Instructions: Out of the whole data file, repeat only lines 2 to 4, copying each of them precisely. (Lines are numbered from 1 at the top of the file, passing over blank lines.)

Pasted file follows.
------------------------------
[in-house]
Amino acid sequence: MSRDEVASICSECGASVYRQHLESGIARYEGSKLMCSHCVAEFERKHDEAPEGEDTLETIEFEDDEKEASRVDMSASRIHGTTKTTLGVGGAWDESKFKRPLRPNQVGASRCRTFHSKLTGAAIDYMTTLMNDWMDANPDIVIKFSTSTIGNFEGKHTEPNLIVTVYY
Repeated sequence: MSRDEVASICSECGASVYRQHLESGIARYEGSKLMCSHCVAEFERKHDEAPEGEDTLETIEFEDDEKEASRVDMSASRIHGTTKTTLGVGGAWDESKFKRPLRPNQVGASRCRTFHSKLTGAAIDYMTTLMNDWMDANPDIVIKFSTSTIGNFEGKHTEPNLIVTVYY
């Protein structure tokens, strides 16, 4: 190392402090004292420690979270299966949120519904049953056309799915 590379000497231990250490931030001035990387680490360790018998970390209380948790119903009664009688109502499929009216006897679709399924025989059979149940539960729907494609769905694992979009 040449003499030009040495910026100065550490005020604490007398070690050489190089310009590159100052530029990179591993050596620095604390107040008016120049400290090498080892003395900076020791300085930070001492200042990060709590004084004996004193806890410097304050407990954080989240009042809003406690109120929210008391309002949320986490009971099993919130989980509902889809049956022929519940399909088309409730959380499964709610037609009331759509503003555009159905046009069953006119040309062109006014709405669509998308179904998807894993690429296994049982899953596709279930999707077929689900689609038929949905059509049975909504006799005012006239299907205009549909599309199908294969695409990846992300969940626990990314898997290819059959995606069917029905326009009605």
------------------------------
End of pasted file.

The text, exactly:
Amino acid sequence: MSRDEVASICSECGASVYRQHLESGIARYEGSKLMCSHCVAEFERKHDEAPEGEDTLETIEFEDDEKEASRVDMSASRIHGTTKTTLGVGGAWDESKFKRPLRPNQVGASRCRTFHSKLTGAAIDYMTTLMNDWMDANPDIVIKFSTSTIGNFEGKHTEPNLIVTVYY
Repeated sequence: MSRDEVASICSECGASVYRQHLESGIARYEGSKLMCSHCVAEFERKHDEAPEGEDTLETIEFEDDEKEASRVDMSASRIHGTTKTTLGVGGAWDESKFKRPLRPNQVGASRCRTFHSKLTGAAIDYMTTLMNDWMDANPDIVIKFSTSTIGNFEGKHTEPNLIVTVYY
């Protein structure tokens, strides 16, 4: 190392402090004292420690979270299966949120519904049953056309799915 590379000497231990250490931030001035990387680490360790018998970390209380948790119903009664009688109502499929009216006897679709399924025989059979149940539960729907494609769905694992979009 040449003499030009040495910026100065550490005020604490007398070690050489190089310009590159100052530029990179591993050596620095604390107040008016120049400290090498080892003395900076020791300085930070001492200042990060709590004084004996004193806890410097304050407990954080989240009042809003406690109120929210008391309002949320986490009971099993919130989980509902889809049956022929519940399909088309409730959380499964709610037609009331759509503003555009159905046009069953006119040309062109006014709405669509998308179904998807894993690429296994049982899953596709279930999707077929689900689609038929949905059509049975909504006799005012006239299907205009549909599309199908294969695409990846992300969940626990990314898997290819059959995606069917029905326009009605």